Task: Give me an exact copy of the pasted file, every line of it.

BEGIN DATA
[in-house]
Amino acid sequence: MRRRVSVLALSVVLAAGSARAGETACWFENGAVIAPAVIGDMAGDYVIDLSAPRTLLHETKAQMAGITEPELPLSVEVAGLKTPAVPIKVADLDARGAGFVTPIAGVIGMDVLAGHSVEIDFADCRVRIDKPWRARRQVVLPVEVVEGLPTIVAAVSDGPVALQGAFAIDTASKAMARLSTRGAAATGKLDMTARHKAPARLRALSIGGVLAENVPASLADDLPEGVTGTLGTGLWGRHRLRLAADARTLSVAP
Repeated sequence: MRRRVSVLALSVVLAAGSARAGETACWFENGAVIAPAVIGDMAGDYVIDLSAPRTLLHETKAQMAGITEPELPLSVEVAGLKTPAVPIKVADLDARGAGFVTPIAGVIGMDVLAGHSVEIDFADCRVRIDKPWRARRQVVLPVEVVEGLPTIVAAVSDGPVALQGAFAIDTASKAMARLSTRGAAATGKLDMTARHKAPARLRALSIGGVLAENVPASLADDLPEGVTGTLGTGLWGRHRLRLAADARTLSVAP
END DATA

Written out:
[in-house]
Amino acid sequence: MRRRVSVLALSVVLAAGSARAGETACWFENGAVIAPAVIGDMAGDYVIDLSAPRTLLHETKAQMAGITEPELPLSVEVAGLKTPAVPIKVADLDARGAGFVTPIAGVIGMDVLAGHSVEIDFADCRVRIDKPWRARRQVVLPVEVVEGLPTIVAAVSDGPVALQGAFAIDTASKAMARLSTRGAAATGKLDMTARHKAPARLRALSIGGVLAENVPASLADDLPEGVTGTLGTGLWGRHRLRLAADARTLSVAP
Repeated sequence: MRRRVSVLALSVVLAAGSARAGETACWFENGAVIAPAVIGDMAGDYVIDLSAPRTLLHETKAQMAGITEPELPLSVEVAGLKTPAVPIKVADLDARGAGFVTPIAGVIGMDVLAGHSVEIDFADCRVRIDKPWRARRQVVLPVEVVEGLPTIVAAVSDGPVALQGAFAIDTASKAMARLSTRGAAATGKLDMTARHKAPARLRALSIGGVLAENVPASLADDLPEGVTGTLGTGLWGRHRLRLAADARTLSVAP